of Shakespeareans. We consider cases where authors might need to use non-ESWE English for
their argument’s sake on a case-by-case basis.

Note: UK vocabulary is permitted as long as the meaning is clear and the word is in OED (even
if not in Merriam-Webster), e.g., “parodically.”

Break up your paper with subheadings that anticipate the direction of the next part of your
argument. Set these subheadings to the left margin and put them in bold, in the same size type.
Within ESWE, certain style conventions are easier for readers to understand: using active voice,
avoiding strings of nominalizations, using lists and complex sentences sparingly, keeping verbs
and subjects together, and so on. Our style “bible” for sentence-level editing is Richard
Lanham’s classic Revising Prose, and we also use Joseph Williams’ Style: Lessons in Clarity
and Grace.

For both onscreen reading and for pdfs, please make sure that readers are not greeted by an
unbroken page or screen of text. Make sure that each page has either a paragraph break—
consider the old-fashioned rule-of-thumb that a paragraph should be 5-7 sentences long—or an
embedded image, or a block quotation. Your readers need some empty space in order to navigate
and retain content more effectively.

Similarly, please refrain from the “monster sentence”: if your sentence extends beyond a
maximum of five lines, please consider breaking it into two or even three sentences.

Do not begin a new paragraph immediately after a block quotation. Quotations—whether
“block” or in-line—should be integrated within the body of the paragraph where they appear and
take the form of the “quotation sandwich”: introduction and credentials first, then the quotation,
then the explanation or analysis.

We permit authors to begin sentences with the conjunctions “But” or “And,” as long as they do
so sparingly (no more than three instances). We prefer, however, that authors do NOT begin
sentences with the words “However,” “Because,” “Therefore,” or “Thus”: please embed these

Use in quoted material is always permitted.

Creative coinages where the meaning is clear, such as “taxidermied” are permitted. Again, use

Exceptions: The word “however” may be used in the phrase “however much/little.”

“Thus” may begin a sentence only when the object/person causing the action appears
immediately. Thus “thus” functions almost like a demonstrative pronoun; the reader can thus see
its referent (the causative agent) right away.

Use “due to” to modify nouns:

Due to the camera position, the rocking swing containing Dolly's body repeatedly erases Omkara's body, calling attention to the lovers' separateness and allowing the innocent Desdemona character, at least momentarily, to dominate the frame.
—Greg Colon Semenza. 2015. “The Don, the Moor, and the Betrayer: The ‘Kiss of Death’ in Several Films of Othello.” Borrowers and Lenders 9.2

Use “because of” to modify verbs:

These neighboring tales are distinct not merely because of a generational gap, but more importantly because of the mirrored gender roles.
—Taarini Mookherjee. 2019. “Theorizing the Neighbor: Arshinagar and Romeo and Juliet.” Borrowers and Lenders 12.2

Media Format Requirements

● If possible, provide images in TIFF format at 300 dpi (dots per inch) resolution. If not,
provide the highest quality JPEG you can. Images will be resized and optimized for
publication, and the higher the initial quality, the better the result.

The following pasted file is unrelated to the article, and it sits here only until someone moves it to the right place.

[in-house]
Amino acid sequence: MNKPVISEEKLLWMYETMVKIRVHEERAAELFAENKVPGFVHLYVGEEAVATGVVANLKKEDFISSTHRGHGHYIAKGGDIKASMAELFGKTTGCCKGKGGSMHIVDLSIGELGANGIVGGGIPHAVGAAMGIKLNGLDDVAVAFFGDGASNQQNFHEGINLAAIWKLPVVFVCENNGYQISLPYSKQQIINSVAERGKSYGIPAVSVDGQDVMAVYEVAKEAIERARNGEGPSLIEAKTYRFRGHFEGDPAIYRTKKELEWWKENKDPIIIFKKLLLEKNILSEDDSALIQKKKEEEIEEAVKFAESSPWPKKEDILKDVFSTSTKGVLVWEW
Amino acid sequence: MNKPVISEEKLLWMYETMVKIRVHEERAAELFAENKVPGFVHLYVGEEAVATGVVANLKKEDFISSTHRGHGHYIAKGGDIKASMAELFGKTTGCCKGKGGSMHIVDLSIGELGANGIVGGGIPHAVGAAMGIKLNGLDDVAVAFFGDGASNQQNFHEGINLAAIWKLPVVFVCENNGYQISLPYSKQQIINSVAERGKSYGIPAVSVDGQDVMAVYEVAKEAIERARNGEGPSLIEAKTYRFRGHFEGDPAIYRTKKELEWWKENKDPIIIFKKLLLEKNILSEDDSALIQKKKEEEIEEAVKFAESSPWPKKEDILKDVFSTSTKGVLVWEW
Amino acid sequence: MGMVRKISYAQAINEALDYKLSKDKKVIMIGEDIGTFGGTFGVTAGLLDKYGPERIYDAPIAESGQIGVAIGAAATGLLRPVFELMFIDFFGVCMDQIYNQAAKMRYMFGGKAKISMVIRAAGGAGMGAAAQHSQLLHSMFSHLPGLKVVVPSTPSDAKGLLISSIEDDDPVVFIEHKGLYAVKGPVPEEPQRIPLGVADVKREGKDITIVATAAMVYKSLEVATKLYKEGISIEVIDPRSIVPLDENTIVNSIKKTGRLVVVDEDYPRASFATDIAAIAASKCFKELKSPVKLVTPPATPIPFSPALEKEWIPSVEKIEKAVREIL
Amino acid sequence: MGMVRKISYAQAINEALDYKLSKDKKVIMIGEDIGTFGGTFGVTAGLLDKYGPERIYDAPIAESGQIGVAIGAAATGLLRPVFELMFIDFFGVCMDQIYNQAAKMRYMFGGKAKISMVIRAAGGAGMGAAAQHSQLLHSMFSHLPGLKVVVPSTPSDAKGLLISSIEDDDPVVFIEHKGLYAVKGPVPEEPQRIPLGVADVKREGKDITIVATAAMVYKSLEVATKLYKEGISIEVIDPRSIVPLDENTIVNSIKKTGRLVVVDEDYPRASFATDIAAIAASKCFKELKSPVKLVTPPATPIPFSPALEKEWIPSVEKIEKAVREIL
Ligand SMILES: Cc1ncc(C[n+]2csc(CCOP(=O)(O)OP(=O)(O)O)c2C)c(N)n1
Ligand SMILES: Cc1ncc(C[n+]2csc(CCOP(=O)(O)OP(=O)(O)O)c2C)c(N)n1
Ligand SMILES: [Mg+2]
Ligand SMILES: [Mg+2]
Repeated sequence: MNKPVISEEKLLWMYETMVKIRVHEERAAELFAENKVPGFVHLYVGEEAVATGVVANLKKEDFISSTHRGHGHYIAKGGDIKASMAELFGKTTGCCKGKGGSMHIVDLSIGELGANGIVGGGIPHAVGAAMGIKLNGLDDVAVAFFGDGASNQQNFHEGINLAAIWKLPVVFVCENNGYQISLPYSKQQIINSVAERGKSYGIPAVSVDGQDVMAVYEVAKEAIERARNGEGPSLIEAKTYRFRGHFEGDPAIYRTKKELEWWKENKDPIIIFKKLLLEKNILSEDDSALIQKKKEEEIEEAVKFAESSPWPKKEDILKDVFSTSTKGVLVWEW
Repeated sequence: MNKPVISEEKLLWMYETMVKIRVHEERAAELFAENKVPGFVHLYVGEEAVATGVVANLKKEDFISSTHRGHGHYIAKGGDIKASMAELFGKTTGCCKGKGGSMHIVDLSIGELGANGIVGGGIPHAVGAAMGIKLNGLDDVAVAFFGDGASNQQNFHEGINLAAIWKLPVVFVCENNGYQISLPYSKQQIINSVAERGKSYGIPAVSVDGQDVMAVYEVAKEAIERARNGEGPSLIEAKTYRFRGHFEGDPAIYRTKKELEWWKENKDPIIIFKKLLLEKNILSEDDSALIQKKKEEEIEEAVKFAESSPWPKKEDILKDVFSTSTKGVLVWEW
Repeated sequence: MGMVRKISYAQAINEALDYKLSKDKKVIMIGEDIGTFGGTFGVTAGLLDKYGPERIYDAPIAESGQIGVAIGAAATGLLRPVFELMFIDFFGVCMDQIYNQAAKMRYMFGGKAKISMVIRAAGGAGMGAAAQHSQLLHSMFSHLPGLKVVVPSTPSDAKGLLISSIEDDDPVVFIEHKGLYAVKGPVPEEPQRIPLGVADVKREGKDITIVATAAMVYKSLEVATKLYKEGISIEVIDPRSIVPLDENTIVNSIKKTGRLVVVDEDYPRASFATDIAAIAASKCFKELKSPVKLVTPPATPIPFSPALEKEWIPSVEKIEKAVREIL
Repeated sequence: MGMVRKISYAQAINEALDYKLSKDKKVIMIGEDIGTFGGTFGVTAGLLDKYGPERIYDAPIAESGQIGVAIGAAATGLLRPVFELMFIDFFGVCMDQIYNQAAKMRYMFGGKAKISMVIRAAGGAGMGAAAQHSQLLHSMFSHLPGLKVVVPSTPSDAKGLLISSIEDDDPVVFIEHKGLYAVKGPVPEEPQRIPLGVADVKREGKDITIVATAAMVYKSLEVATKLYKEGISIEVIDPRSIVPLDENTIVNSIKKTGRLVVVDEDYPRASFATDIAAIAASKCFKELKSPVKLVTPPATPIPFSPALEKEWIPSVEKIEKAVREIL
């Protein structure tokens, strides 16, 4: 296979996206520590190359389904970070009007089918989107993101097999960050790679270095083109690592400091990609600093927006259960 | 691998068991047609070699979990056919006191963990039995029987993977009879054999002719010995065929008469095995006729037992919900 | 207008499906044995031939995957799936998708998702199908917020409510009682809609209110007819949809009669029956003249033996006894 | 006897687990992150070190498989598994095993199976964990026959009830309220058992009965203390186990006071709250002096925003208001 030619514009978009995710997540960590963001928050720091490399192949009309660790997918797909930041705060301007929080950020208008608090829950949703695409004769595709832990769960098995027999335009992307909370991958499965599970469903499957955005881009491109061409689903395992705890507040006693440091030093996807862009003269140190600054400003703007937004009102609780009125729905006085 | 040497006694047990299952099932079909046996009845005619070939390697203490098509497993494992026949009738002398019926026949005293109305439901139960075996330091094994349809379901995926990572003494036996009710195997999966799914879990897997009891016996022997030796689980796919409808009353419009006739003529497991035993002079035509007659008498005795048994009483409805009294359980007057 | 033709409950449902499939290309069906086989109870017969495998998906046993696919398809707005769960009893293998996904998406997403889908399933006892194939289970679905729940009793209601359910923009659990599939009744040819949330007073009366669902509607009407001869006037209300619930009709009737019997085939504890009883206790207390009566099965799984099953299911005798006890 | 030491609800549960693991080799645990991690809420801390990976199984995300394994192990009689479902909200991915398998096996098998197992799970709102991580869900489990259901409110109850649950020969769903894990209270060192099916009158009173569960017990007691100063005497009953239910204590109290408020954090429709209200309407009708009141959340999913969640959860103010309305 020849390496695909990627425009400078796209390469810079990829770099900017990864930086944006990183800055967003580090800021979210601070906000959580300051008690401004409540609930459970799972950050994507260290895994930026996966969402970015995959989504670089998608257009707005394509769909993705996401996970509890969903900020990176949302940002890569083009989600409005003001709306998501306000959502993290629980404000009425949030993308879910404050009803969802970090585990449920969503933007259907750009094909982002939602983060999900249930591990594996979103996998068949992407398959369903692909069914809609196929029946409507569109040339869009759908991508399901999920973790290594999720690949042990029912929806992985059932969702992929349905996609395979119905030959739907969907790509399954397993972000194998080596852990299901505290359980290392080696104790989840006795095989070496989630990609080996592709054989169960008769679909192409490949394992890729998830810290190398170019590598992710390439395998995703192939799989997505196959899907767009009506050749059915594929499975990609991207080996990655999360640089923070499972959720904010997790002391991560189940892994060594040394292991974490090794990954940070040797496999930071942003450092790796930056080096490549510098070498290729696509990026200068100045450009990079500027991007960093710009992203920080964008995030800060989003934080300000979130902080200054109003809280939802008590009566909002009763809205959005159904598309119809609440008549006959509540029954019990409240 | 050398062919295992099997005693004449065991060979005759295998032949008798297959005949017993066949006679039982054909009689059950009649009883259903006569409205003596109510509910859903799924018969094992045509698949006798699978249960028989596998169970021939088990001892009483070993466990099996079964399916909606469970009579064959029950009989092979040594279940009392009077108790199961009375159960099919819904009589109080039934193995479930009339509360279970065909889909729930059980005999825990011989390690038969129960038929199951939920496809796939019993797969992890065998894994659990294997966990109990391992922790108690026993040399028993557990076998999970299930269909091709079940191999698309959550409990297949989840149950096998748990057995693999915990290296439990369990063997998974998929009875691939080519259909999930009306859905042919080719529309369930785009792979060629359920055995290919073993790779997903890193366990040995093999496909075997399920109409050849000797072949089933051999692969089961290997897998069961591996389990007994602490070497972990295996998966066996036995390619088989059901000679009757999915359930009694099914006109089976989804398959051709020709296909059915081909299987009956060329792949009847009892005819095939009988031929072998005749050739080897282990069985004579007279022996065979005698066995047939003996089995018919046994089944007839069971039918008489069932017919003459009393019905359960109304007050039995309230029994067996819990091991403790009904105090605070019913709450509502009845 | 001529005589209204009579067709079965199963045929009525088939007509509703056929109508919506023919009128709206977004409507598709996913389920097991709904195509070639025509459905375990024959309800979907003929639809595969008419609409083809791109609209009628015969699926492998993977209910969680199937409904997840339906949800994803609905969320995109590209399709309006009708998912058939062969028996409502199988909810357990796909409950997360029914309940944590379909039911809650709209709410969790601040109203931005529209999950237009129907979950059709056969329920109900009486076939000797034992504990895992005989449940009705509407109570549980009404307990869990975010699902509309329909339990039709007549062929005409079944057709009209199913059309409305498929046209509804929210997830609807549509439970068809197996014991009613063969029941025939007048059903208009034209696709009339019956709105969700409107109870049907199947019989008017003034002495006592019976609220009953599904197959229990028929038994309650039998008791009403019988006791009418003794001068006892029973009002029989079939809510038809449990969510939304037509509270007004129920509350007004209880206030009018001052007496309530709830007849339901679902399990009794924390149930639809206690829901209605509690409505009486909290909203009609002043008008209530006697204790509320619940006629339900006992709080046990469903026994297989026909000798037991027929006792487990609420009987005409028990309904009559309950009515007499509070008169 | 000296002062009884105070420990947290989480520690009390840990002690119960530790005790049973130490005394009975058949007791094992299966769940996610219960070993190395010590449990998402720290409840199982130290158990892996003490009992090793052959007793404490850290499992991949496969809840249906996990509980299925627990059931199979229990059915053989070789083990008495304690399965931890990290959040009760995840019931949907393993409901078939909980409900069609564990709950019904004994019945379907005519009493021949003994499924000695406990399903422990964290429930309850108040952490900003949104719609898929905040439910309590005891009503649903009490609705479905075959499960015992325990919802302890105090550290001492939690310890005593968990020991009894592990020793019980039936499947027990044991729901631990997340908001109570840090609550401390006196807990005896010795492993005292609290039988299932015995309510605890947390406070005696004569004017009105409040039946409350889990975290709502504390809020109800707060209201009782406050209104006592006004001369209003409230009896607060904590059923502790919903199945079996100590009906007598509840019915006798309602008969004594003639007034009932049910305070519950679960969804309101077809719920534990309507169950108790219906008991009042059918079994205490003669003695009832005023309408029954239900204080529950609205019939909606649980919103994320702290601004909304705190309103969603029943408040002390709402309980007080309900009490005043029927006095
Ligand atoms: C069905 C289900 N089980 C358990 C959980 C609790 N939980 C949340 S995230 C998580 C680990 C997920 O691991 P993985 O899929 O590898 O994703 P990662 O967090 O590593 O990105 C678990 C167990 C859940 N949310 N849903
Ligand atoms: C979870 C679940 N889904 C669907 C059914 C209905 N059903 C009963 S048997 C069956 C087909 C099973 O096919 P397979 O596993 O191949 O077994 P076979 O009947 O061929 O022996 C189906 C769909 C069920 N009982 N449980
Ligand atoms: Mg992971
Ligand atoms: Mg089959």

● Provide a caption for each image.
● Provide alternate text for each image (for accessibility).
● Provide photo credits if appropriate.
● Provide permissions where necessary for all images.

● Provide videos in WAV or MP4 format. Videos will be embedded in essays and streamed
from a remote media storage server.
● Provide an ekphrastic narrative in text or an audio description for each video. Our
production platform does not currently display captions for videos, but narrative or audio
descriptions are retained for accessibility and may be used as publication platforms allow.
● Provide permissions where necessary for all videos.

● Provide audio in MP3 format. Audio will be embedded in essays and streamed from a
media storage server.
● Provide a caption, ekphrastic narrative, or other description for each clip.
● Provide permissions where necessary for all audio.


5000-6000 words (including notes)

Double-anonymous peer-reviewed articles that analyze appropriation as a process of collaboration with Shakespeare, and to that end seek work that either demonstrates something new both about Shakespeare and about the field of appropriation or that works with Shakespeare to extend theories of adaptation and appropriation. 

Editors will send submissions to reviewers with expertise in both fields of inquiry, for example, to a Shakespearean and a Film Studies scholar; to a Shakespearean and to an Architectural Historian; to a Shakespearean and a Early Americanist; as appropriate.

Appropriations in Performance Reviews

1500-2000 words (including notes)

Thesis-driven essays on a specific performed Shakespeare appropriation. Appropriations may include live theater, dance, or musical performances. Articles in this section are reviewed by the section editor and an outside reviewer when appropriate.

Digital Appropriations Reviews

1500-2000 words (including notes)

Thesis-driven essays on a digital Shakespeare appropriation. Appropriations may include websites, video games, or social media accounts. Articles in this section are reviewed by the section editor and an outside reviewer when appropriate.

Book Reviews

700-1000 words (including notes)

Book reviews are reviewed by the section editor.


1500-2000 words (including notes)

Short, thesis-driven essays interested in Shakespeare ephemera, the everyday, lost or forgotten Shakespeare appropriations. Notes are reviewed by the section editor or an outside reviewer when appropriate.